Suppose $a,b,x,y \in \mathbb{R}$ and are non-zero. Suppose also that we know $$ |a-b| < \epsilon \tag{1} $$ Can (1) be used to provide an upper bound on the quantity, $$ |a|x| - b|y|| \tag{2} $$ tighter than an application of the triangle inequality? Or if not provably tighter, is there an upper bound on (2) that utilizes $|a-b|$, which is not simply $|a-b| \cdot \frac{|a||x| + |b||y|}{|a-b|}$?

  • $\begingroup$ upper bound in terms of which variables? $\endgroup$ – dezdichado Jul 7 '17 at 21:25
  • $\begingroup$ any or all of $a,b,x,y$, preferably something of the form $|a-b| \beta(x,y)$ $\endgroup$ – Chester Jul 7 '17 at 21:28

In general, it seems that there is no upper bound for the quantity $$|a|x|-b|y||$$ since, letting $y=x$, gives: $$|a|x|-b|y||=|a|x|-b|x||=|x|\cdot|a-b|$$ which, as $|x|\to+\infty$ tends to $+\infty$, as well, regardless how small is $|a-b|$, supposing $a\neq b$.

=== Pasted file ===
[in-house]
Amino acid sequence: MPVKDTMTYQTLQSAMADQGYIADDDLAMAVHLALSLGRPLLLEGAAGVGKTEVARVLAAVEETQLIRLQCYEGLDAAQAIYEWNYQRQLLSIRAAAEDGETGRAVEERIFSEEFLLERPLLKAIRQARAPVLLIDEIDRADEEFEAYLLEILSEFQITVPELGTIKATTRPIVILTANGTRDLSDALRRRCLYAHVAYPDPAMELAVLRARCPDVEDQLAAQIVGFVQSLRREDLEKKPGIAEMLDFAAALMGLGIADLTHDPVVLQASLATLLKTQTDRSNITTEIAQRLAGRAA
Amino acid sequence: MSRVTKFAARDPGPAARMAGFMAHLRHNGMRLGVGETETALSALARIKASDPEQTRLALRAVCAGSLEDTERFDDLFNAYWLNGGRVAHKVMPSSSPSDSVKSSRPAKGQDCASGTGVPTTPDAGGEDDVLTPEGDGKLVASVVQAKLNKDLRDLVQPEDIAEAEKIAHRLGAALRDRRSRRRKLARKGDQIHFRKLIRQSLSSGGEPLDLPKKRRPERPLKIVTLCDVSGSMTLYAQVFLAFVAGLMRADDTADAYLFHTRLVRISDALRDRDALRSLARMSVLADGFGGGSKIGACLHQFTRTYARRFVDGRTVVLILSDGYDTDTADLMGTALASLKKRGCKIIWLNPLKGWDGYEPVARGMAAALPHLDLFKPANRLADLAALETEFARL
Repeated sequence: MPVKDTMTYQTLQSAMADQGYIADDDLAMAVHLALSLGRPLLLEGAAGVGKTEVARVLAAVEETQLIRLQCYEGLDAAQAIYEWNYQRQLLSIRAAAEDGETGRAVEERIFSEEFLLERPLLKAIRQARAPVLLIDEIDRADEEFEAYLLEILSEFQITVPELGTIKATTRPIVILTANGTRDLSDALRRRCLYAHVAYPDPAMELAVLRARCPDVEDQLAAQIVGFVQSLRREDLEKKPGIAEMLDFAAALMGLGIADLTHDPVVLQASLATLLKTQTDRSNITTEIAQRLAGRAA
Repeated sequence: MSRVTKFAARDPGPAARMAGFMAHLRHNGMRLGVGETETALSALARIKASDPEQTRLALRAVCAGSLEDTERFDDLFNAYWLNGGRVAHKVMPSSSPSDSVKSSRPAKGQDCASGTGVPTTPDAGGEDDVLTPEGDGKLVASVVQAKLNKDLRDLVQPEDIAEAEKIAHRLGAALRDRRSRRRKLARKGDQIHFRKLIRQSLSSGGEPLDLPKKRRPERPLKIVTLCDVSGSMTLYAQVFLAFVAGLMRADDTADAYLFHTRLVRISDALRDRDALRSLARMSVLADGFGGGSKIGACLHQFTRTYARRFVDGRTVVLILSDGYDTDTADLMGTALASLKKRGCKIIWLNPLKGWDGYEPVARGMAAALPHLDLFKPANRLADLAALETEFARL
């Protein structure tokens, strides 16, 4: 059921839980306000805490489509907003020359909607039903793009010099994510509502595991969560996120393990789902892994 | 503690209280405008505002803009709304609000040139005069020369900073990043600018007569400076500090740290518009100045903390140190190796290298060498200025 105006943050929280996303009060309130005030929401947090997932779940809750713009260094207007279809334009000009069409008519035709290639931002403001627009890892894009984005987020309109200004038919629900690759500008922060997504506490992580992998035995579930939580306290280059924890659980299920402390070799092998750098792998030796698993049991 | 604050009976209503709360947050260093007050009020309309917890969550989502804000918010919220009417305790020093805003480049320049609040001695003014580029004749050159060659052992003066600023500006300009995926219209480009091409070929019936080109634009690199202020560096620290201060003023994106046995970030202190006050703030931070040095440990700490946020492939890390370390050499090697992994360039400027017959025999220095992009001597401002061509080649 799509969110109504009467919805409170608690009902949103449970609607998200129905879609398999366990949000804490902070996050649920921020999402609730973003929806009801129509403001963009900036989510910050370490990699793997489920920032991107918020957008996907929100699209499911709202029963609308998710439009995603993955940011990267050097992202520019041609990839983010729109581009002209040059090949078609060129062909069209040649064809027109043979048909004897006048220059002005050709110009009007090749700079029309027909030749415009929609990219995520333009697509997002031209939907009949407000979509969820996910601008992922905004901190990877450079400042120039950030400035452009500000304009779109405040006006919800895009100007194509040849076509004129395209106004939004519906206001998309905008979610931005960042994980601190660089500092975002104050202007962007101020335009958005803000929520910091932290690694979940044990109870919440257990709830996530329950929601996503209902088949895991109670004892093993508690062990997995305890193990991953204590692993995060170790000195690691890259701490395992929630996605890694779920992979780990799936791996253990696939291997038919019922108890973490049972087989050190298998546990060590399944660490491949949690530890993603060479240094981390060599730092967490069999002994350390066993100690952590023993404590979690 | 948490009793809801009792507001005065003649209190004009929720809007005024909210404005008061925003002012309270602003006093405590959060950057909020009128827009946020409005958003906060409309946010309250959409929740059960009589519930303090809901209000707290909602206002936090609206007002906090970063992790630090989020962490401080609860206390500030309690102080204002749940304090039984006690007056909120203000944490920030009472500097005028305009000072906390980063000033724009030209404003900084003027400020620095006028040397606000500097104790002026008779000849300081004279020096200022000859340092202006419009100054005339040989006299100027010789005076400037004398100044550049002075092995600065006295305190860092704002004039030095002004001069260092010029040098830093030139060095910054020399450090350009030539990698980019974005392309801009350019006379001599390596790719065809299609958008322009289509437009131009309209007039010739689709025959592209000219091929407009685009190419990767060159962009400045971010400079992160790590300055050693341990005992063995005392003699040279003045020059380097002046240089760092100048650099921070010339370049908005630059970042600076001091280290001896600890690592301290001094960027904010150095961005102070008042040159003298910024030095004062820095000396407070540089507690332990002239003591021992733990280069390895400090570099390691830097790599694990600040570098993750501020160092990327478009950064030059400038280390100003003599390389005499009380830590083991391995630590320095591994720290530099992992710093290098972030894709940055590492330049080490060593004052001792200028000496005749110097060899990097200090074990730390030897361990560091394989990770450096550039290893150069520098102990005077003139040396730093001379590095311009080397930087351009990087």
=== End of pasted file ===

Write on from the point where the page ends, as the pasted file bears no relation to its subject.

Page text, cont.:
So, the quantity $|a|x|-b|y||$ cannot be uniformly bounded - this means that for every $x,y\in\mathbb{R}$ there is no $M>0$, independent of $x,y$, such that $|a|x|-b|y||\leq M$.

However, we can see that: $$\begin{align*}|a|x|-b|y||=&|a|x|-b|x|+b|x|-b|y|| =|(a-b)|x|+b(|x|-|y|)|\leq\\\leq&|x||a-b|+||x|-|y||<|x|\epsilon+||x|-|y||\end{align*}$$

And, due to symmetry over $x,y$, we also have: $$|a|x|-b|y||<|y|\epsilon+||x|-|y||$$ So, finally: $$|a|x|-b|y||<\min\{|x|,|y|\}\epsilon+||x|-|y||$$ or, in the requested for, one could write this as - altough that bound is slightly worse: $$|a|x|-b|y||<\max\{||x|-|y||,\min\{|x|,|y|\}\}(1+\epsilon)$$ However, the important is that some information about $x,y$ is needed, so as to have a uniform bound for this quantity.

Hope this helped! :)

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